Continuing into our own time, the story has inspired much academic debate and scholarly interpretation. What interests me is the comparison between the earlier more graphic versions compare with the one I was read during my childhood.  Why soften the message?  Why round the sharp corners? Would it not be better to explain why they are sharp to begin with?   While I am not an advocate for exposing children to unnecessary horror, I do not subscribe to a folklore that aims to pretend a world filled only by rainbows and happy endings.  Certainly nothing about the world has become more benign, in many cases it would be safe to consider the substantial increase in real dangers our young people must navigate.   Would it not be more appropriate to prepare them, in fact is that not our duty as elders?   Is it not our very responsibility to provide them a safe place from which to witness via the metaphor the consequences of  certain paths?

Leaving Berlin I traveled by train, no longer covered by my Eurorail pass, the expensive trail to Sweden.  As a child my grandmother entertained us during long hours in the car with strange-sounding words. The image of her proud face  after reviewing the carefully folded papers with a word or two in Swedish I now understand to be her way of connecting us to a past even she didn’t really know.  Her Swedish father had boarded an ocean liner with his older brother, both barely teenagers, to begin – like so many others – a new, more prosperous life in the United States of America.  My grandmother wove words about Sweden surrounded by the powder blue velvet of the back seat of an Oldsmobile as it cruised along the highways lined by cornfields, Målmo the city where it all began.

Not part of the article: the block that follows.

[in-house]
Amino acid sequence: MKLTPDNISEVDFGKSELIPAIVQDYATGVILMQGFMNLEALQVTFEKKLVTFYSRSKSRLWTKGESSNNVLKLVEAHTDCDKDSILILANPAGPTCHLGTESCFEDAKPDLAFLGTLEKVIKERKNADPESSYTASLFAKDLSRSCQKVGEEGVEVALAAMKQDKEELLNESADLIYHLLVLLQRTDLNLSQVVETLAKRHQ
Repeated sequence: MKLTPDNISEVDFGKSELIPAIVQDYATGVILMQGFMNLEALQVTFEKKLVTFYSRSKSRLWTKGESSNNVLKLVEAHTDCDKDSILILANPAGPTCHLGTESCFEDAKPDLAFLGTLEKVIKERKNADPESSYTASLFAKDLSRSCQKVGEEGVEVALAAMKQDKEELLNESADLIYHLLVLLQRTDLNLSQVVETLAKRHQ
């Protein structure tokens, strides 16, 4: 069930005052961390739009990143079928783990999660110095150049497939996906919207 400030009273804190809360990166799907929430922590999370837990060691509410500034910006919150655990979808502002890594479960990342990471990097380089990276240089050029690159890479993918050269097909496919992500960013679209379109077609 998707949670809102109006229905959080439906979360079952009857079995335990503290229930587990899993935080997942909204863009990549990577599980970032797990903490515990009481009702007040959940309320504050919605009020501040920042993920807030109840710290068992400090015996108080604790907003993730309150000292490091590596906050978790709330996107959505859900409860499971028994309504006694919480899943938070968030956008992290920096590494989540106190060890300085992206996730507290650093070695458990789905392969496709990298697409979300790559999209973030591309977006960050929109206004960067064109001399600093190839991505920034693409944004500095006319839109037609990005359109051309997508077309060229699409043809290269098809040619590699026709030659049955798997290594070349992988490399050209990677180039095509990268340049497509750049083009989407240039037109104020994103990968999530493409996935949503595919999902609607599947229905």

Following a suggestion from the guide-book I had been carrying around, I booked a bed in a hostel that I quickly realized to be somewhat inconvenient if I were planning on spending a lot of time in Målmo, but I wasn’t.  Through the magic of a flexible plan and the bliss of ignorance I decided to stay, at least it had a great kitchen.  After scouting for supplies in the neighborhood I returned rather successfully to make an unusually tasty pasta and  tomato sauce from scratch.  Adding to my good fortune there was a book exchange set up in the hostel.  I had two books with me at the time and I decided to trade in my Essential Pema Chodron for a copy of Animal Farm, which I then read in its entirety while eating my dinner.  I sat for a few hours reading at the long wooden table overlooking a highway in a deeply thoughtful mood and very grateful for the privacy.  The next day I spent in the cemetery and adjoining park enjoying the shade and fresh air before jumping back on a train and heading north to Stockholm.

While the landscape of Ireland stirred my ancestral chemistry in a primordial kind of knowing, Stockholm was more comical while claiming my blood.  I had never seen so many blonde, blue-eyed people in one place before.  I was regularly approached by locals asking casual questions or confused tourists looking for information.  It was beyond the need to mention my biological connection to the place.  I came to see my unfamiliarity with both the language and customs as  a testament to my great-grandfather’s success, he had provided for more than himself.  He found work, survived and then thrived having a healthy family and home in a country completely unknown.  There I was, all of those years later standing on the soil of his homeland he had left forever.